We have had a good many people to write us and ask us what in the world is going on in Nicaragua as they read all the international reporting. This is our attempt at trying to put the recent arrests in a way that people living in the United States might better understand.  We are finding that if we do comparisons, that other people can maybe get a feeling of what this little nation that we love so much is doing.

First let us explain some before we get to the comparisons between Nicaragua and the U.S.

1.  USAID and other U.S. government entities have sent astronomical sums of money to NGOs in Nicaragua, a poor country of only 6.5 million people. A comparison of the wealth of the two countries makes the figures even more outrageous. Nicaragua’s GDP is around $12 billion, while the GDP of the US is around $21 trillion—that makes the U.S. economy more than 1,750 times larger than Nicaragua’s. We multiplied the figures of money sent to Nicaragua by 1,750 to show what an equivalent sum would mean in the U.S. in the comparisons below.

2.  When we compare populations we have adjusted this way... Nicaragua has 6.5 million people, the U.S. has 331 million. Nicaragua's population is only 1.9% of that of the U.S., so our numbers below have been adjusted proportionately. (Source: https://afgj.org/u-s-cries-foul-because-nicaragua-stops-it-from-buying-this-years-elections)

What if Russia sent $281 billion to U.S. non-governmental organizations?

That is the equivalent - adjusting for the country's GDP - of what has happened in Nicaragua since 2015. USAID has sent $160,586,742 to Nicaraguan NGOs mainly for “independent media” and “democracy and citizenship training for youth.” 

What if Russia put $17.5 billion into Fox News, Breitbart and Infowars?  

That is the equivalent of what has happened in Nicaragua since 2009. USAID has spent at least $10 million on opposition media outlets for "media strengthening programs." Many of these outlets are extremely well-funded fringe operations with no more journalistic integrity than Alex Jones.

What if, instead of just one day, the January 6th attack on the Capitol, had stretched to months of daily violent protests, and the insurrectionists had set up road blocks effectively paralyzing the country, leading to the loss of 6.2 million jobs? What if we later found out the insurrectionists had been funded by China?

In 2018 Nicaragua went through a similar scenario when opposition protests turned violent, then armed groups set up roadblocks throughout the country that became epicenters of violence, including torture and murder. The roadblocks crippled the economy and caused the loss of 130,000 jobs, which was catastrophic for Nicaragua. The opposition and its media apparatus blamed the government for the violence but police and Sandinistas were targeted and attacked, and now investigations are showing who was funding this violence in Nicaragua – the U.S. government.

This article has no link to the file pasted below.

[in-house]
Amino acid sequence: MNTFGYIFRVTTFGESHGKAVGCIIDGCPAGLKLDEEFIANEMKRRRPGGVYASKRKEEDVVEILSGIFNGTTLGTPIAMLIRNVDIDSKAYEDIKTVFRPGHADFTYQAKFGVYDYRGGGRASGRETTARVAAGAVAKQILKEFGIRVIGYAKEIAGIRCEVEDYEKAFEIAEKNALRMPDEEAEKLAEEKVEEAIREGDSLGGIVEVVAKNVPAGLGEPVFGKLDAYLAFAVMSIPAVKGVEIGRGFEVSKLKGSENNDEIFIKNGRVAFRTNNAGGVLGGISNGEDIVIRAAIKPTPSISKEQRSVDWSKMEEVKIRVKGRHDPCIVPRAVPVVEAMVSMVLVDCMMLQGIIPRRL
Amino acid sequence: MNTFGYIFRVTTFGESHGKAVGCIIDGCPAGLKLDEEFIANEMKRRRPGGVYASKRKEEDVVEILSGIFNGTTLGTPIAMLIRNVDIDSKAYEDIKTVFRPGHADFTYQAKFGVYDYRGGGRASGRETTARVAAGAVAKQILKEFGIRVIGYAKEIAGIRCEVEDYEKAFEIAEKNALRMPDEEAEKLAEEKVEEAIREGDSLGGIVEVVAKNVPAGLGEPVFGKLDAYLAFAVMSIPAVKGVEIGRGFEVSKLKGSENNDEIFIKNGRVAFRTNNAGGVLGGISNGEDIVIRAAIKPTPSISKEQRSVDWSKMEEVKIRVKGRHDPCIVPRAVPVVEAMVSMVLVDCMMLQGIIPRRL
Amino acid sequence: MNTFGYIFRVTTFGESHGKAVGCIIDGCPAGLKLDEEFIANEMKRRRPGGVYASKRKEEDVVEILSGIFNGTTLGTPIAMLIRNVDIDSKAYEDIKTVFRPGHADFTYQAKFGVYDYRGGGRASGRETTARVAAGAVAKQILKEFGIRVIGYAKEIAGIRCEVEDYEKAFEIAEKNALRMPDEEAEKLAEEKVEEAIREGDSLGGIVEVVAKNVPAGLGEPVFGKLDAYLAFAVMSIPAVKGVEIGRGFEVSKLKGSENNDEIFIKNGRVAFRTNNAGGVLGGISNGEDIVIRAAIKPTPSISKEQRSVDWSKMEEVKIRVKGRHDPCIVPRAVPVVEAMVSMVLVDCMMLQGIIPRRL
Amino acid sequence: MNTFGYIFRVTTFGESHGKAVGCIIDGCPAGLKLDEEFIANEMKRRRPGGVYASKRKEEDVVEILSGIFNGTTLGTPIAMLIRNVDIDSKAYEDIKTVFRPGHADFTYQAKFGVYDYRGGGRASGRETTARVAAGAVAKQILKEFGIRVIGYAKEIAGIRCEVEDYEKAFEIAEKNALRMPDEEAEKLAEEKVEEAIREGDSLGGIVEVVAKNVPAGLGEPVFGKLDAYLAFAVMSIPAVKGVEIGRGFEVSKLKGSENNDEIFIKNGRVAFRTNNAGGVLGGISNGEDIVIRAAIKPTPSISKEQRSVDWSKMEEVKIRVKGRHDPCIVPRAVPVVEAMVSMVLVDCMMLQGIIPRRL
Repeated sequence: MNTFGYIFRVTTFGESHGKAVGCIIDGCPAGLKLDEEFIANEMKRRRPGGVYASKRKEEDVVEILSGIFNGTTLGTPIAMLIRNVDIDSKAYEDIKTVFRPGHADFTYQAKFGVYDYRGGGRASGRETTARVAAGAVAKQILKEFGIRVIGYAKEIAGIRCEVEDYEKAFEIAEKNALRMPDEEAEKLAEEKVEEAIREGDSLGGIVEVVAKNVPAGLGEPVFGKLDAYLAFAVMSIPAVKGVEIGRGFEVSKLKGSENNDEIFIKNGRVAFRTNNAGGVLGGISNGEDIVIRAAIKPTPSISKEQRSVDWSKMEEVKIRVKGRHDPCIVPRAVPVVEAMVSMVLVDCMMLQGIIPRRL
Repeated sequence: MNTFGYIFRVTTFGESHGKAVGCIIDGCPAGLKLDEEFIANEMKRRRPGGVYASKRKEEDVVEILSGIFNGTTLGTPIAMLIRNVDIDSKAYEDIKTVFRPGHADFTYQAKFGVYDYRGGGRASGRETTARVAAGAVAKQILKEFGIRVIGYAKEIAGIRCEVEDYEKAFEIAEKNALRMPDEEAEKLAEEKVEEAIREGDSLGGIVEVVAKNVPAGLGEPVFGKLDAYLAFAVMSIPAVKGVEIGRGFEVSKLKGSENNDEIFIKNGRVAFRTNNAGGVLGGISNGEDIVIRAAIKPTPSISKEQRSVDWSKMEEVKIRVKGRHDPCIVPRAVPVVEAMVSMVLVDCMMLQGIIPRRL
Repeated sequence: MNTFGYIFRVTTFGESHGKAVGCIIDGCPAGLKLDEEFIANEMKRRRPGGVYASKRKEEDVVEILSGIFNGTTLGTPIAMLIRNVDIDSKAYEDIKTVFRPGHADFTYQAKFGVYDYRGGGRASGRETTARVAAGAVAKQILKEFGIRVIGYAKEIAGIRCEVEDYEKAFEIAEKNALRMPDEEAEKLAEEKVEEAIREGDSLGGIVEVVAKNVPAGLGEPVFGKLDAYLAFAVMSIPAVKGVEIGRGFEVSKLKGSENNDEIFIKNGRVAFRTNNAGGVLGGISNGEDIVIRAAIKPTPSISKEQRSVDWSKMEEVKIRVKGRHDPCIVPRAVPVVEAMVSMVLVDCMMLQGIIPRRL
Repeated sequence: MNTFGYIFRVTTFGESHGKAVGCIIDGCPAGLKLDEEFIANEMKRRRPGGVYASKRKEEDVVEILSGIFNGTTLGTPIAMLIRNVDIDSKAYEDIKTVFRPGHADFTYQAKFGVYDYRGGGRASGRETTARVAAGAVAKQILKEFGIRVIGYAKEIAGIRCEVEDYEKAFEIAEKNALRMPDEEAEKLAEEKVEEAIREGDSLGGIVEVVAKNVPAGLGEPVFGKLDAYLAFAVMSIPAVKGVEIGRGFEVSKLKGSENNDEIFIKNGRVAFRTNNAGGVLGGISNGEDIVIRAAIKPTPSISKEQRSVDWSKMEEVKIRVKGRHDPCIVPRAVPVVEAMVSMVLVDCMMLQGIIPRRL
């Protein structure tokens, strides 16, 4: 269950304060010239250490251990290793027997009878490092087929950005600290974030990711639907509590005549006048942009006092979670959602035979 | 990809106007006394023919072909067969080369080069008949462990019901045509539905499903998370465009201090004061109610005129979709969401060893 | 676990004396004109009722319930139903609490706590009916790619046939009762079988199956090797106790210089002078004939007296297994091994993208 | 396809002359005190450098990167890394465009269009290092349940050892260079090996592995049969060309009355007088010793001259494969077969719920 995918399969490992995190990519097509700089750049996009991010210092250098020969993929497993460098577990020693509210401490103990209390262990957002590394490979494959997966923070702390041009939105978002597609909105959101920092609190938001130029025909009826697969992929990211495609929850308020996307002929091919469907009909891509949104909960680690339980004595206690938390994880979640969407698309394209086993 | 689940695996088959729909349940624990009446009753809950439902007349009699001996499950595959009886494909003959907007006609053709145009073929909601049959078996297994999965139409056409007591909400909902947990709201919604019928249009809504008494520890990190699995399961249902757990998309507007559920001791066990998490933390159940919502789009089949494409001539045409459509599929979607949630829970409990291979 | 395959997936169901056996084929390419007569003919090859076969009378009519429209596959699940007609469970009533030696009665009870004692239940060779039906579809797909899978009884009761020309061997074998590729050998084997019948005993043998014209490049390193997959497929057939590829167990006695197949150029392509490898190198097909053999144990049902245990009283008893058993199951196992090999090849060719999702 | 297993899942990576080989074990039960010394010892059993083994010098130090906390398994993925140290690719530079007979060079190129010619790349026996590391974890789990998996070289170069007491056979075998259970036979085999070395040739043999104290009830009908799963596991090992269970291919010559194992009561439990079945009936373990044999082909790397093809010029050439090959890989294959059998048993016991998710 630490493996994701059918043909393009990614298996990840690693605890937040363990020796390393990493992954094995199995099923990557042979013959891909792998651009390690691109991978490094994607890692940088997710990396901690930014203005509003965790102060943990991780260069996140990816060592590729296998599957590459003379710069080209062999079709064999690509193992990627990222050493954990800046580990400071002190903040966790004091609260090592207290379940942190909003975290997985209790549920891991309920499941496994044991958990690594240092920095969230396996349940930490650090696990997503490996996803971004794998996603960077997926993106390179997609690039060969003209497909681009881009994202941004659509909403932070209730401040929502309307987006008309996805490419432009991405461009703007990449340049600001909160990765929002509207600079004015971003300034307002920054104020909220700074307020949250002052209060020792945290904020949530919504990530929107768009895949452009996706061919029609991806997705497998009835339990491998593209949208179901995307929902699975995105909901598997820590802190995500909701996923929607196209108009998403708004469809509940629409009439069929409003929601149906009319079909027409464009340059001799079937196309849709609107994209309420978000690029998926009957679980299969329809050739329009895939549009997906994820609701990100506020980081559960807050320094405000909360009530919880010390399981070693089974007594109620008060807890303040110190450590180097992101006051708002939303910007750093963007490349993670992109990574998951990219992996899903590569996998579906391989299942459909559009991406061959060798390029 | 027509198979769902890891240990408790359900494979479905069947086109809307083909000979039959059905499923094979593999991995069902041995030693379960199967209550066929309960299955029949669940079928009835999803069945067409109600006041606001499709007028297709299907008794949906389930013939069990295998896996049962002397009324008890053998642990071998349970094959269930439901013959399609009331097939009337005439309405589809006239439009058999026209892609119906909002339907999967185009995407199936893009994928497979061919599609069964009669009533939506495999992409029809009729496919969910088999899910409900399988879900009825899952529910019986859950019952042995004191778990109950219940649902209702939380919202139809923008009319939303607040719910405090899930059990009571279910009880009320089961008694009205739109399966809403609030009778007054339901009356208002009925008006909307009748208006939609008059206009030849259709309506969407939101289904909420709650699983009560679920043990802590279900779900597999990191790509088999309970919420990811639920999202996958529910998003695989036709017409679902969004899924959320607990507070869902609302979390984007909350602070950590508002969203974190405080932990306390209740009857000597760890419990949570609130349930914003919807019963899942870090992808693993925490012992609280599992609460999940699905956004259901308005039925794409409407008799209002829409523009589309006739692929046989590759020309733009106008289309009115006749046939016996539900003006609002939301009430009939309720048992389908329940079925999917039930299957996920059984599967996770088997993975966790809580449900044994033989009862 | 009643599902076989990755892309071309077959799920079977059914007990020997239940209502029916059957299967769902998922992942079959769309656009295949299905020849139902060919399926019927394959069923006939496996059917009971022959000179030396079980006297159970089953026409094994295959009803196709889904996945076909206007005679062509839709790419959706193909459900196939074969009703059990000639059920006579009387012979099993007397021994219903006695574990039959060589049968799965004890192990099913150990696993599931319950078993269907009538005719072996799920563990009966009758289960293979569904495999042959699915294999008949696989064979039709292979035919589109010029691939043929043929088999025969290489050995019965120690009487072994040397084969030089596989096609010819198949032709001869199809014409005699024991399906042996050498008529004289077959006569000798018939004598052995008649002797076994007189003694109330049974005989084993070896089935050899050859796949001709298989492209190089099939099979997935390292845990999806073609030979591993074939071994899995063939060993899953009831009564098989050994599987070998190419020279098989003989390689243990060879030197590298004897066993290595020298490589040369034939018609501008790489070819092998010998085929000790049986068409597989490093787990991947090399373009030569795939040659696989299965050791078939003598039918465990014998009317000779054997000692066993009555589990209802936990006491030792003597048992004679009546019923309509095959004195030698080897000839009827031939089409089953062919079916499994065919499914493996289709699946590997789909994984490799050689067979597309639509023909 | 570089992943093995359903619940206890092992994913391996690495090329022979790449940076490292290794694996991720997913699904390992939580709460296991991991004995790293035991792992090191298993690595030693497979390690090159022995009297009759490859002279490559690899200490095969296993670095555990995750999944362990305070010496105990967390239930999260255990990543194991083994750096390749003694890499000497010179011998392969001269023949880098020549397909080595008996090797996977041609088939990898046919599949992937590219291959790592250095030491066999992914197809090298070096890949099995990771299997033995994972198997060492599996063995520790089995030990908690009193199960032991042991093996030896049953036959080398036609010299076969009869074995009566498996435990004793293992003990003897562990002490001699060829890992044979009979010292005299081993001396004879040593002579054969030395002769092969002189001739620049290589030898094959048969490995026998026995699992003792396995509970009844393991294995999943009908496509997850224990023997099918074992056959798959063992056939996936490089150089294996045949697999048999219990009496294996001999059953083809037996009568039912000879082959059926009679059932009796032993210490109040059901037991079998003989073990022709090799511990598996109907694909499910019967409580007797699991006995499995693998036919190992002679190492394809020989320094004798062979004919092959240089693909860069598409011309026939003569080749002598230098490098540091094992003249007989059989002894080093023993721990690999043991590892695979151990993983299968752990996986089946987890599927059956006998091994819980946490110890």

What if the Q-Anon Shaman were let out on a general amnesty for all those involved in the January 6th insurrection at the Capitol, then he declared he wanted to be President of the United States and travelled to China to openly lobby its government to put economic sanctions on the U.S. and was arrested for treason on his return? Would the headlines read "Biden Regime Arrests Presidential Candidate?"

This is essentially what is happening in Nicaragua. On June 8, Felix Maradiaga was charged with violating the laws against treason and arrested. “Maradiaga, a Harvard-educated Aspen Fellow who is a long-time recipient of NED funds through his own NGO, became notorious during the 2018 coup attempt as one of the masterminds of the violence. He benefited from the amnesty granted by the government in 2019 to all those involved in crimes related to the 2018 violence, and since then he has been traveling to the U.S. and international organizations, openly advocating for sanctions to be imposed on his country.” (Source: Rita Jill Clark-Gollub)

What if the Trump Foundation had received $12.3 billion from Russia?* What if, when asked how that money had been spent, Eric Trump refused to provide an accounting of the funds, announced the closure of the Foundation, transferred remaining Foundation funds into his personal bank account, declared he wanted to be President of the United States and when charged with money laundering, he disputed that by saying the Trump Foundation had already been audited by Russia and they found no malfeasance?